Merriott column: An Ancient Mountain heart sits there |

Merriott column: An Ancient Mountain heart sits there

Frosty Merriott

It was Saturday afternoon at the Dixie Theatre on Main Street in Ruston, Louisiana. All of us were standing and cheering wildly as the U.S. Cavalry, dressed in what appears to have been dress blues, had blown “Charge,” the bugle call that signals the command to execute a cavalry charge. It is especially associated with the United States Cavalry as a result of its frequent use in Western films.

Seems to have worked most places except at Custer’s Last Stand. A simple unmistakable call, it was even recognizable by experienced horses. The cavalry was once again driving the heathen redskins from their attack on the “innocent” homesteaders. The cavalry was armed with Winchester repeating rifles and the Indians with handmade bows, arrows and throwing sticks.

Seemed fair then. Now, not so much.

You say, Frosty, were you dreaming that? No, it happened. It was probably 1959, and every Saturday parents would drop their children off at the movies, serving it seems two purposes. It gave our parents a much-needed break, and it helped to “educate” us kids. The cavalry were the good guys, even though the white eyes were stealing the land from the “bad guys” who had lived on the land for thousands of years. Of course, the Dixie Theatre was segregated, but that is a story for another day.

This all came tumbling out of my disc storage when I read and reread Carrie Hauser’s recent op-ed in the Post Independent, “Reflecting on History and Seeking Wisdom in a New Year.” If you missed it, I would recommend you read it online.

CMC also presented a moving Zoom video by Ernest House Jr. Mr. House is a member of the Ute Mountain Ute Tribe in Towaoc, Colorado. He is also grandson of the last hereditary chief of the Ute Indians in Colorado, Chief Jack House. Mr. House remembers his dad making the three-day train trip to D.C. to discuss Ute water rights.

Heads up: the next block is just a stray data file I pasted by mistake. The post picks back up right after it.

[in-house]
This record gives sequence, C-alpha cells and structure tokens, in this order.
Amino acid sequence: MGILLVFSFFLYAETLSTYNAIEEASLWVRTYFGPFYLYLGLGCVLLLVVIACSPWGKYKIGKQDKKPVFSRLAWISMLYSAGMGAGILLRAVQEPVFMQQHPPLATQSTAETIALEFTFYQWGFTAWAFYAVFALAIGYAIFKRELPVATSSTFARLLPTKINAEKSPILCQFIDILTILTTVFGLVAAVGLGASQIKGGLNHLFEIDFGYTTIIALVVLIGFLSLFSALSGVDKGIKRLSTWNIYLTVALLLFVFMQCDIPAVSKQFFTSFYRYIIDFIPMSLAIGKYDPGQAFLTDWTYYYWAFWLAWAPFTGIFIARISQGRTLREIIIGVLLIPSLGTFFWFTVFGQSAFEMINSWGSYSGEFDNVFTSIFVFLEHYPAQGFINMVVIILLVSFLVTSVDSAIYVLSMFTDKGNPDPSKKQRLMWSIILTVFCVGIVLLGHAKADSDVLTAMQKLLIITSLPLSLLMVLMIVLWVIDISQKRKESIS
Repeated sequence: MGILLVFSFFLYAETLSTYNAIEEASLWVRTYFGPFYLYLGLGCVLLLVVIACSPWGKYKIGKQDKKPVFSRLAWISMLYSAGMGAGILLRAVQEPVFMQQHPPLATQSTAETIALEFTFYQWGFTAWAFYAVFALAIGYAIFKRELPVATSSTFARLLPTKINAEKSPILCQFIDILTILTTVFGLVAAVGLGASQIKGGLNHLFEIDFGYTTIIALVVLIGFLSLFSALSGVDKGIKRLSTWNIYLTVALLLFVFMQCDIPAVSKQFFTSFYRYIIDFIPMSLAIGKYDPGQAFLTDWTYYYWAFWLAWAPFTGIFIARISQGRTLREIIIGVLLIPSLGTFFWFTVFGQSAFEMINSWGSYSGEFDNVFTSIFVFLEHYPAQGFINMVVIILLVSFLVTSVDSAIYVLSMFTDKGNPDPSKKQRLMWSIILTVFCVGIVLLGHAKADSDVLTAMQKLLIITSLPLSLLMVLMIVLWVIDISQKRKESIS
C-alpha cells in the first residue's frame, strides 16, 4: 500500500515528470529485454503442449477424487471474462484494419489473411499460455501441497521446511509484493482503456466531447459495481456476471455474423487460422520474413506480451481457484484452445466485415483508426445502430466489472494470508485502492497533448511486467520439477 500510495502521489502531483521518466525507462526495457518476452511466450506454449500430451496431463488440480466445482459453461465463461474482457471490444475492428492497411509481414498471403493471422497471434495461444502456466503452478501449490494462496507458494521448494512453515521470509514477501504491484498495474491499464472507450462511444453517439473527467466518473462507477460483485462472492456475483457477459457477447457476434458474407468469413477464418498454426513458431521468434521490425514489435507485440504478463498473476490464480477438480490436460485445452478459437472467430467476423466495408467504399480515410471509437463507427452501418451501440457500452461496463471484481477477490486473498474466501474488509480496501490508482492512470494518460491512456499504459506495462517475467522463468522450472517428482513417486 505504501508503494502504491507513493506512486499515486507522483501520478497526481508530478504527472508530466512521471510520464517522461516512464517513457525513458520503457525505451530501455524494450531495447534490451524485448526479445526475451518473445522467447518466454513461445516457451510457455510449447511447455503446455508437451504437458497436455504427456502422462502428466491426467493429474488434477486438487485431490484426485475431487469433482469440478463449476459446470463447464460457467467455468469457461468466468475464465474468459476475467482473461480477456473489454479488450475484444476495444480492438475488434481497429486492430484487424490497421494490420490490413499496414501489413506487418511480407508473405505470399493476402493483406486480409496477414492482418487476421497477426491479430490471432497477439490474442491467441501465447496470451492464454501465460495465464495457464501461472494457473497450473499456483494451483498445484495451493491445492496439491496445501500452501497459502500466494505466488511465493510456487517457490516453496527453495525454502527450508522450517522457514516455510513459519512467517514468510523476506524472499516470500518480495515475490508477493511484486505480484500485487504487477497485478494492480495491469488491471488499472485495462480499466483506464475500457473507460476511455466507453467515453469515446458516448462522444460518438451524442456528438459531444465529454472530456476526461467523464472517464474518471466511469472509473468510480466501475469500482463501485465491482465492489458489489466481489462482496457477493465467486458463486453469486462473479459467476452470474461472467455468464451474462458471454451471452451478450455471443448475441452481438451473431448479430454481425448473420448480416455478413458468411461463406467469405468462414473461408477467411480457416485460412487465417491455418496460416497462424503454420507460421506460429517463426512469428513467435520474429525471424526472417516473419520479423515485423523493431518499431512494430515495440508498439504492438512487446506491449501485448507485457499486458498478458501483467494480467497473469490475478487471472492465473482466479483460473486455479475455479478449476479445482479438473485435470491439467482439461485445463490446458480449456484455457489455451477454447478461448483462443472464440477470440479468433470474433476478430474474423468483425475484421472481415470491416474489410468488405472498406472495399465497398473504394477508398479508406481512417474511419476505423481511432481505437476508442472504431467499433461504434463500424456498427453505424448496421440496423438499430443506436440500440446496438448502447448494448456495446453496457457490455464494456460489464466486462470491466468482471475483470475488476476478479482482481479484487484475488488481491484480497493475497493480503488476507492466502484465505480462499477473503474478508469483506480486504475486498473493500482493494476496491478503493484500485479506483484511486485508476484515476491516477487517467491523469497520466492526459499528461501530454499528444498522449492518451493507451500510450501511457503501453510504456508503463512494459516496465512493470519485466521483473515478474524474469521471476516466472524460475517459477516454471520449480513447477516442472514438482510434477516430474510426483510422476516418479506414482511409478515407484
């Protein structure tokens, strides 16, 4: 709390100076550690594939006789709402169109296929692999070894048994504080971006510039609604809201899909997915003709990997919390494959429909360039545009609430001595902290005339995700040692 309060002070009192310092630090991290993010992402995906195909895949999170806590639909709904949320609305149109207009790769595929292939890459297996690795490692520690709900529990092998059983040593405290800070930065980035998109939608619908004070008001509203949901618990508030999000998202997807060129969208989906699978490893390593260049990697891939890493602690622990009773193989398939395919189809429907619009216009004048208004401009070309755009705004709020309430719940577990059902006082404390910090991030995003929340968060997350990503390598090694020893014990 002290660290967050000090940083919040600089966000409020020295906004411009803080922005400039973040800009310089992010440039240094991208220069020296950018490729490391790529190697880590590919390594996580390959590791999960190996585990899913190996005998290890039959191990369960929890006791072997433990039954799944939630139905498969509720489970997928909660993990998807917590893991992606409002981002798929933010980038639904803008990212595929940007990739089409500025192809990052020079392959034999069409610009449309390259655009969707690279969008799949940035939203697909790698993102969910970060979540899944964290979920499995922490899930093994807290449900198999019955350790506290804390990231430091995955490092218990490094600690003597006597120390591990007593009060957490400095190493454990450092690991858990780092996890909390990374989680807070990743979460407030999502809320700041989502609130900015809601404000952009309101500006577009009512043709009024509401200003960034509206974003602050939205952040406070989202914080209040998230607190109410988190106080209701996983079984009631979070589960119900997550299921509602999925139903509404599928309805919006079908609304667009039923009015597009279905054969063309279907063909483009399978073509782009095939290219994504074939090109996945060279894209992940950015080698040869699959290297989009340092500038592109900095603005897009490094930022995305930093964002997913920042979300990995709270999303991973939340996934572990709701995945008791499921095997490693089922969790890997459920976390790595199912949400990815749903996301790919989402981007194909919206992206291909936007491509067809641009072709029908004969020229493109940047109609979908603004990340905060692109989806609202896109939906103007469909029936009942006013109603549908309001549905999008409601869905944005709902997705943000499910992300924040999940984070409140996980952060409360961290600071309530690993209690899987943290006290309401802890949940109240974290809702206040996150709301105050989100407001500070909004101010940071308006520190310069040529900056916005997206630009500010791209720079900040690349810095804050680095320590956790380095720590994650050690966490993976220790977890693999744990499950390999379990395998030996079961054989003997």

This is particularly relevant today as, collectively, Indian tribes’ own rights to about a quarter of the water that flows through the Colorado River. They are, of course, senior water rights. According to anthropologists, the Ute Indians called Colorado and Utah home for somewhere between 10,000 and 12,000 years. Mr. House remarked that he considered his people as “created from these mountains.”

The video is also on the CMC website, so one can still view this, as well. The Utes call themselves Nuche, meaning “mountain people,” call Mount Sopris “Mother Mountain” or “Ancient Mountain Heart Sits There.” On a side note, on Highway 133, Carbondale has Nuche Park, which is underused but open to the public. This is a marked contrast to the new townhomes on the Crystal River next to the Bald Eagle Preserve in River Valley Ranch where the riparian areas were clearcut illegally and a private property sign posted. I just don’t think the Ute elders would understand this concept.

Today, the Southern Ute Reservation is in southwestern Colorado near the Four Corners region and consists of 681,000 acres. This seems like a good chunk of land until you realize that the Treaty of 1868 reduced the Ute land from 56 million acres to about 18 million acres and then it was further reduced in 1874 by the Bruno Agreement by another 2 million acres as the federal government could not keep the white man from mining on the existing reservation owned by the Utes.

Today 15% of the Southern Utes living on the reservation do not have running water. Native American households are 19 times more likely to lack piped water than white households.

Mr. House is seeking “open and respectful dialogue” from us, the descendants of the European people who colonized the Ute lands. Colorado Mountain College, with 11 campuses in Colorado, is willing to officially engage in that process. Mr. House says, “Go Slow to Go Fast” and build relationships first.

I don’t think we can undo the wrongs we have inflicted on Native Americans. They once numbered some 18 million people in North America before the Europeans came in the 1600s. We should all seek to do what we can, though, by honoring existing treaties going forward, not committing any more atrocities like putting pipelines across sacred lands and endangering reservation water sources.

We all should seek to engage in this admirable effort to be good stewards of this spiritual place where Mother Mountain with twin matching peaks watches over the confluence of the Crystal and the Roaring Fork and then into the Colorado River. It is an awesome responsibility and formidable challenge. Let’s get started.

In full disclosure, Carly, my wife, is one-eighth Cherokee, so I want to keep the home fires burning for another 40 years.

Frosty Merriott is a CPA and former town trustee in Carbondale. He writes a monthly column for the Post Independent and can be reached at

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